Published: Friday, September 27th, 2013
Chair blog: shaping the future
Working to find new and effective ways to improve the lives of our patients and help shape the future of modern medicine is a key part of what we do here at the Golden Jubilee. Thanks to the hard work and dedication of our Cardiology Research Team, last month we made headlines around the world for doing just that.
Over the last five years, we have played a major role in the groundbreaking ‘PRAMI trial’ with two of our cardiologists, ProfessorKeith Oldroyd(senior author) and ProfessorColin Berry(co-author), making significant contributions to the research on the potential benefits of preventative angioplasty.
At the moment, if a patient suffers a serious heart attack they are admitted for an emergency angioplasty; this involves placing a thin mesh tube, known as a stent, into the blocked artery allowing blood to resume flowing normally.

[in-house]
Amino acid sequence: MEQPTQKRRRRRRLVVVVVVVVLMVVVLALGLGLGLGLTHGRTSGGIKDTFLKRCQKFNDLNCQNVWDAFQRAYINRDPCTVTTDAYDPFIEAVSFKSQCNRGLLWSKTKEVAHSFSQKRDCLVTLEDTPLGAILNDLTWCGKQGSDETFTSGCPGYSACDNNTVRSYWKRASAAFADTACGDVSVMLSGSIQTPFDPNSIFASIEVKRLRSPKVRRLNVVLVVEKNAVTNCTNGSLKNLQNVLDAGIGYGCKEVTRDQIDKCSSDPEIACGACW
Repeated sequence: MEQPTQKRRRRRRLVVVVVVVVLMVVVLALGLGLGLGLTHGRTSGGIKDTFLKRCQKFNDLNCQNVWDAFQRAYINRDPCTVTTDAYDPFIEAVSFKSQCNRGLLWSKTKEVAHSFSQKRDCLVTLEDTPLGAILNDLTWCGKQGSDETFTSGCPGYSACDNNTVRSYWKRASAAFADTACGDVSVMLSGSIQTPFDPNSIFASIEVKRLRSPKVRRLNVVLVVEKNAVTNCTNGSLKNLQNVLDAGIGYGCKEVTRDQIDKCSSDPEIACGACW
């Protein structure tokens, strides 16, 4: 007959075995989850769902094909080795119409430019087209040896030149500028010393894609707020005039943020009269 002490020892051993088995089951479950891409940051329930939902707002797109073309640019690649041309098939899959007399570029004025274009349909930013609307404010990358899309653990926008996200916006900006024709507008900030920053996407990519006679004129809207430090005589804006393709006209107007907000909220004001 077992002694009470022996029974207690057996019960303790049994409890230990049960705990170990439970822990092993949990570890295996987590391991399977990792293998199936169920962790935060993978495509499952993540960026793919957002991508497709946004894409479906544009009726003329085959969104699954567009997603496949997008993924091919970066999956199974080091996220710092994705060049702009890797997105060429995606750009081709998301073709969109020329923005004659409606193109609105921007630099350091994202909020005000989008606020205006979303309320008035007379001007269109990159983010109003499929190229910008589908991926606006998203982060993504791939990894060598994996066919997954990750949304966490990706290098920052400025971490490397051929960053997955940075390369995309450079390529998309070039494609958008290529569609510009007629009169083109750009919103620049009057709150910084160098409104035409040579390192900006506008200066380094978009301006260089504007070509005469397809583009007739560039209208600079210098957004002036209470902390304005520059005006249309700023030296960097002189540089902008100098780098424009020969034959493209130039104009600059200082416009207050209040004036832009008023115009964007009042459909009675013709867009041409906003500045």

In approximately half of these cases, the individual will have significant narrowing in other arteries, which could cause future complications; however it has been maintained that operating on more than one artery at a time is too dangerous.
What we have helped prove with the PRAMI trial however, is that thanks to recent advances in technology, operating on multiple arteries at the same time is not only possible, but reduces the risk of future heart attacks or death by 64%. In fact, these findings were so overwhelming that the trial could be relied upon and published in the New England Journal of Medicine ahead of schedule.
Although this is just one example of the many research trials currently taking place at the Golden Jubilee, it only takes one successful study to change the lives of so many people. I am personally very proud of all of our research contributions and the positive impact they may have for generations to come.
As with all new research, there are questions which still need to be answered before the PRAMI study can be become standard practice across the world. However, with such positive results behind us, we are set to play a key role in the next stage of this research and all with potentially significant benefits to patients if a new and robust approach system can be put in place.